Hernandez not short on his chances
Even though it's a two-man race for job, youngster's confident
PORT ST. LUCIE, Fla. -- The Orioles never expected Luis Hernandez to be the next Miguel Tejada, but they hoped that he'd lay claim to the vacant shortstop slot with steady defense and consistent effort at the plate. Hernandez has underplayed even those modest expectations, though, and finds himself in a two-man battle to take the starting job.
Hernandez has made four errors in his first nine Spring Training games, and he had to go to a knee to catch a routine popup in Wednesday's game against the Mets. The Venezuela native made a strong backhand play and a throwing error later in Wednesday's game, and he has opened the door for fellow infielder Brandon Fahey, who was previously considered as a backup.
"Fielding slumps are just like hitting slumps," said Baltimore manager Dave Trembley. "You've got to work your way out of it."
Trembley acknowledged on Wednesday that the battle for shortstop is a two-man derby, and he had previously noted the absence of Freddie Bynum, who had arthroscopic surgery on Wednesday to repair a torn meniscus in his right knee. Now Trembley has no choice but to hope that Hernandez can play up to expectations.
"I've seen Luis Hernandez play very well at shortstop. I'm confident that he not only can do that, but will do that," Trembley said before Baltimore's 6-2 loss to the Mets on Wednesday. "I've seen him do it before. I know he can do it."
Hernandez had the blessing -- or perhaps the curse, depending on your perspective -- of playing his best baseball in his first exposure to big league pitching. The diminutive shortstop batted .290 in a 30-game sample with the Orioles last year, which is 40 points better than his career Minor League average and nearly 50 better than what he did for Double-A Bowie.
The former Atlanta prospect also played well defensively while Tejada was on the disabled list, establishing a reputation in the process. Several analysts, including Trembley, tabbed him as the likely starter before the Orioles convened for Spring Training.
The offense wasn't the problem as much as the defense, which has fluctuated enough to give the Orioles some pause. Trembley has said that Hernandez appears to be nervous, which has affected him in all areas of his game.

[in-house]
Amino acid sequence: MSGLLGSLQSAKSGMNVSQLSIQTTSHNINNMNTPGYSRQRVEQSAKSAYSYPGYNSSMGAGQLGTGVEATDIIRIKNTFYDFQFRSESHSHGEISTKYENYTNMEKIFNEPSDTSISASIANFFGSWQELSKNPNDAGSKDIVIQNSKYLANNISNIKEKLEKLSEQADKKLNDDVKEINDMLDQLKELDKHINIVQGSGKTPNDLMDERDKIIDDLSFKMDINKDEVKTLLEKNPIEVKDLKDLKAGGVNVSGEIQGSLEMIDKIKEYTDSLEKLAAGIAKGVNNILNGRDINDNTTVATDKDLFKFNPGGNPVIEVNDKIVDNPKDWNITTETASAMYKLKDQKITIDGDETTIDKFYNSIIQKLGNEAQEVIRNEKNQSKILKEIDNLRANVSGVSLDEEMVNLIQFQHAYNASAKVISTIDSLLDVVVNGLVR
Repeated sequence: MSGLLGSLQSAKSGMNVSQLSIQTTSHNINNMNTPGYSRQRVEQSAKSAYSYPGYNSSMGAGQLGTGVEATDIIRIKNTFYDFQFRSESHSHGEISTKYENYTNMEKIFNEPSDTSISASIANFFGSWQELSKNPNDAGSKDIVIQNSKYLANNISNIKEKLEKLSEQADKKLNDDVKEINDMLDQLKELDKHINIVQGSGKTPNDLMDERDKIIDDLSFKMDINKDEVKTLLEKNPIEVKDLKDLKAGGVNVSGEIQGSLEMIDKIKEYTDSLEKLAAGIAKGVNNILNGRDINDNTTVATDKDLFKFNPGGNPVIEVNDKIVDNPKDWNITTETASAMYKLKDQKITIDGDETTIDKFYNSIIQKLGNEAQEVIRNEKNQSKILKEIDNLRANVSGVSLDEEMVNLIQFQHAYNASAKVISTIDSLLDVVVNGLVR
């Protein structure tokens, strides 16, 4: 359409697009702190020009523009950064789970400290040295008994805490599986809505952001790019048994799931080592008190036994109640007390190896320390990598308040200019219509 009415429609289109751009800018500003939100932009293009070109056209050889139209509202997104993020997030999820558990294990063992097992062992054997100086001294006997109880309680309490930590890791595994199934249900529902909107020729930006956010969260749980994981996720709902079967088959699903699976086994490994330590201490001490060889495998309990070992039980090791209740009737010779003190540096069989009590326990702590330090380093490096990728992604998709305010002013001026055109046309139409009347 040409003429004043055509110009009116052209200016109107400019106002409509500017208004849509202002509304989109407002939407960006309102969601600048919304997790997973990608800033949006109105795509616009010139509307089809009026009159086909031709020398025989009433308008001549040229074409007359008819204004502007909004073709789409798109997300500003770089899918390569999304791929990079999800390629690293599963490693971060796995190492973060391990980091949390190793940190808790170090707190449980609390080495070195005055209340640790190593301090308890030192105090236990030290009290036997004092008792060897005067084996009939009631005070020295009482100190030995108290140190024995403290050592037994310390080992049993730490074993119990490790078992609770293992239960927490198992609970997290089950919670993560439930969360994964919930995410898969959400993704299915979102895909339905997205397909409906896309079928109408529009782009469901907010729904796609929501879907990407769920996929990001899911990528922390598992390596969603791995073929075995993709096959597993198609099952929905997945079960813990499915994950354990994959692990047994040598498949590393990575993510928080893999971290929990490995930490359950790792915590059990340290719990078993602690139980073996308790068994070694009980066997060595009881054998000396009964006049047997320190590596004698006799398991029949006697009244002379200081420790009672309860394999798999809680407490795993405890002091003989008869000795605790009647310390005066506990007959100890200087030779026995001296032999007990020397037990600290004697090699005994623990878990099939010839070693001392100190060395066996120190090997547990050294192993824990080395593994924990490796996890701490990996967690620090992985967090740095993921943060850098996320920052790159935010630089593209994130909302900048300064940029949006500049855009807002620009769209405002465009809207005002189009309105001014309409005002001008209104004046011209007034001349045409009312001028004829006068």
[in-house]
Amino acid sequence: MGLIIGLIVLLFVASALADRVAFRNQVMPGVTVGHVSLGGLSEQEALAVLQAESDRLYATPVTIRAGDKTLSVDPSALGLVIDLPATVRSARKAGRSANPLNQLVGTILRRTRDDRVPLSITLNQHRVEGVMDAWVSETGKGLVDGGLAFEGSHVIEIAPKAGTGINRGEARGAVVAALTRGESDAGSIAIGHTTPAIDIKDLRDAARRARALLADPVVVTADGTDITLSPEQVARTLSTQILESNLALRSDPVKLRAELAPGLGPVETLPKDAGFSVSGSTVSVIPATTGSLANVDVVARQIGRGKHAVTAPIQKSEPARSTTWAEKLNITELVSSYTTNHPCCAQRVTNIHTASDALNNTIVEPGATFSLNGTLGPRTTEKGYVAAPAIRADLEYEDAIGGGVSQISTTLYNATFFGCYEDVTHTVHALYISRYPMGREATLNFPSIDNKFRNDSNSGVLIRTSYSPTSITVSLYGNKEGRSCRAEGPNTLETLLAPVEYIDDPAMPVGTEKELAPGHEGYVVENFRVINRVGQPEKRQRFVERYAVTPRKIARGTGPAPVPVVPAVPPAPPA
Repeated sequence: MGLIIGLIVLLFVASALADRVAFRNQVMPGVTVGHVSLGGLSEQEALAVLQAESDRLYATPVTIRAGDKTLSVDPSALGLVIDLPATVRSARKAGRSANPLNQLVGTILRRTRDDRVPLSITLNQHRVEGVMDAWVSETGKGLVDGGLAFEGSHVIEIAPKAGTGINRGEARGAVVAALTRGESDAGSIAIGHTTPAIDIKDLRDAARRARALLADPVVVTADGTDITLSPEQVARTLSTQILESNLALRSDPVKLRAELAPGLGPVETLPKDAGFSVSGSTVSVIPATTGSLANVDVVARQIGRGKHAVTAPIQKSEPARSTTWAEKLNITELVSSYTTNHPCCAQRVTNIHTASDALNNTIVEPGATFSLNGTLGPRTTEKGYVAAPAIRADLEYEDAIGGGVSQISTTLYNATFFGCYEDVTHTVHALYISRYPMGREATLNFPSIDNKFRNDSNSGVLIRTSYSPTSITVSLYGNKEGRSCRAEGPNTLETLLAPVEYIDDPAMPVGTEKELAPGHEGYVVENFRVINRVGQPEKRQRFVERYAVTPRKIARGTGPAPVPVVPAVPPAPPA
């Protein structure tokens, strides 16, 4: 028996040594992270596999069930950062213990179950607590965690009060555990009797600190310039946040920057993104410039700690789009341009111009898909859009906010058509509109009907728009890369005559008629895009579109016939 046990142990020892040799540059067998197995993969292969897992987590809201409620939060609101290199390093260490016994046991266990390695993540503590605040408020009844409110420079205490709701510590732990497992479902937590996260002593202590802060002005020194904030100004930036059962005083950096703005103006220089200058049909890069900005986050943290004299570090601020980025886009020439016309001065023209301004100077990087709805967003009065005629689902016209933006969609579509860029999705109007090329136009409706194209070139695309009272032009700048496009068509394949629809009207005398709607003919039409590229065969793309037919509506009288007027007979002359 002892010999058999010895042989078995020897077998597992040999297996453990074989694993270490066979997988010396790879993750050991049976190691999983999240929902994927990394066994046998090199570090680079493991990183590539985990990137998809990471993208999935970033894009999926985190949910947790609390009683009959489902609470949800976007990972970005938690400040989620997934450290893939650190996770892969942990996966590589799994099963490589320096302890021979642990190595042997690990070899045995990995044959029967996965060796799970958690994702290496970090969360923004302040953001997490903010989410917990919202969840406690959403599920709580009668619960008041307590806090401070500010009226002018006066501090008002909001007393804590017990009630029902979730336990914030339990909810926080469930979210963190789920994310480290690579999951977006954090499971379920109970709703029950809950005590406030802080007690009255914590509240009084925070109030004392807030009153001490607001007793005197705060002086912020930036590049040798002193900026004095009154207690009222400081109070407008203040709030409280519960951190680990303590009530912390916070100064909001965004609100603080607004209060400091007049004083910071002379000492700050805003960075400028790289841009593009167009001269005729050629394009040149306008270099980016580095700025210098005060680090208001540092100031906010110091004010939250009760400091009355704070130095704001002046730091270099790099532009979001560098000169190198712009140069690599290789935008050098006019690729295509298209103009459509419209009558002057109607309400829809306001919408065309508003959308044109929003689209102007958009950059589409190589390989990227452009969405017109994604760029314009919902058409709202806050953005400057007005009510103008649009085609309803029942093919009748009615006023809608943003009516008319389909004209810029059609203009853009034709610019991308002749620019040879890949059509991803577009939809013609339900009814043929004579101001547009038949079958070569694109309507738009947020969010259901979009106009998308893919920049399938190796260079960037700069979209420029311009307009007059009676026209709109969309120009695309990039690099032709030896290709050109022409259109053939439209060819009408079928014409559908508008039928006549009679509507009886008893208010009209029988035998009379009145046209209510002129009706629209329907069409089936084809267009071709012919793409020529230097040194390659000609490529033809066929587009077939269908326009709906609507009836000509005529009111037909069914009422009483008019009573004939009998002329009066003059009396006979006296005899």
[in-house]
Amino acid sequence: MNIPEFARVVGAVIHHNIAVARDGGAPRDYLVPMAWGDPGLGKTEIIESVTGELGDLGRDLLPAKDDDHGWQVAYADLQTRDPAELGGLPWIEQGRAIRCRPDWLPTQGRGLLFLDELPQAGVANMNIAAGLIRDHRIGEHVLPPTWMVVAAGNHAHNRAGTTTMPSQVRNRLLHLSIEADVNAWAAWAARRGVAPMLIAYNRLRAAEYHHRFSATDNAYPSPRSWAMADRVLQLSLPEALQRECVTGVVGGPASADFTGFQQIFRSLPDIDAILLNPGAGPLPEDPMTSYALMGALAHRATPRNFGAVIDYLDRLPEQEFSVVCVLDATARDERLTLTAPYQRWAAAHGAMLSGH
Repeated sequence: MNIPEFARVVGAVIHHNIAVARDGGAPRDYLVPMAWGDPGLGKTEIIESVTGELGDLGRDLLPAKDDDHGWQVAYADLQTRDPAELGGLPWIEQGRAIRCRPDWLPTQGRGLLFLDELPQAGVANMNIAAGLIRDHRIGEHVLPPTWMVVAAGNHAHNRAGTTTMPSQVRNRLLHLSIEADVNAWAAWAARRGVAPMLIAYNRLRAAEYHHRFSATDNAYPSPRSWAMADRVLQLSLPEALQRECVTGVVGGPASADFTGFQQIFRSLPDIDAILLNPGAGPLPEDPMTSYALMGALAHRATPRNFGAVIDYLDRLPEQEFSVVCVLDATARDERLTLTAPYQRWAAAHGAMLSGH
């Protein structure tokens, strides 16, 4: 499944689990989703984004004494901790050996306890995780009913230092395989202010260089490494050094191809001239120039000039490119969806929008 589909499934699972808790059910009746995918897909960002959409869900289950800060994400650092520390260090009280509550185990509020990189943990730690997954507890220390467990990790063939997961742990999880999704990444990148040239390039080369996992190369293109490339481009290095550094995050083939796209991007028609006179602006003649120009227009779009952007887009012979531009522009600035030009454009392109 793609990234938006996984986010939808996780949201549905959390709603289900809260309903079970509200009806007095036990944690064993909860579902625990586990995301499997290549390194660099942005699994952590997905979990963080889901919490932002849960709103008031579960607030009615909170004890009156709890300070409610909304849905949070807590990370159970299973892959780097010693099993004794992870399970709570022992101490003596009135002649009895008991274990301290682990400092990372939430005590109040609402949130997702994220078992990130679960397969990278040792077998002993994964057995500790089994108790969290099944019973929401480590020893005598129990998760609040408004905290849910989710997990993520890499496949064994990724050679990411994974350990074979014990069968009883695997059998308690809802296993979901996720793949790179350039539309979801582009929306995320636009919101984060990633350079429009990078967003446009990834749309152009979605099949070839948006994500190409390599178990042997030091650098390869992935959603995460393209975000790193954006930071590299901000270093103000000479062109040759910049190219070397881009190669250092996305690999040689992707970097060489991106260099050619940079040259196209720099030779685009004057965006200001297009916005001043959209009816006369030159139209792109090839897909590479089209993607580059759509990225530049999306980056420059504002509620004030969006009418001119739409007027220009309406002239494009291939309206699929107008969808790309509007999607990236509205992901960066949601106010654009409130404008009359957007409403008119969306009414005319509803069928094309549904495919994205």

"I think he's gotten out of his lane somewhat. He needs to get back in it," said Trembley, supporting his shortstop. "Like any young kid, he wants to do so well. All he needs to do is be himself. That's good enough."
Hernandez has denied being nervous, but he acknowledged that he hasn't played as well as he'd like.
"I don't want to say I've had a bad Spring Training or that I've done really badly, but sometimes things don't go the way I want," Hernandez said. "I'm here to practice and get better, and the way to fix things is to keep playing and working hard."
Some things are unfixable, however, and the 23-year-old's offense may rest in that category. Hernandez has just a .299 career on-base percentage and a .325 slugging mark in the Minors, numbers that don't project well for a big league future.
Fahey, for instance, has been better across the board (.260 average, .322 on-base mark and .334 slugging in the Minors) and has batted significantly worse in the Majors (.223, .288 and .292 respectively). Hernandez said on Wednesday morning that he's not worried about hitting in the big leagues and that his main task is to iron out his defense.
"If you're worried about hitting, it's hard to play defense. I know I can hit," Hernandez said. "Like everybody, you're excited for a chance to play in the big leagues. I've got a big chance. I'm just trying to take it and play hard."
Either way, he's not going to stress out too much about it. Hernandez is young and knows he has a big league future, and he said that he's not trying to replace Tejada or do more than his pedigree says he can handle.
"I really don't have a lot of pressure," Hernandez said. "I just think I've got to play. I know I can play. ... For me, I just want to play every day and get ready to play wherever I'm going to play when the season starts."
Spencer Fordin is a reporter for MLB.com. This story was not subject to the approval of Major League Baseball or its clubs.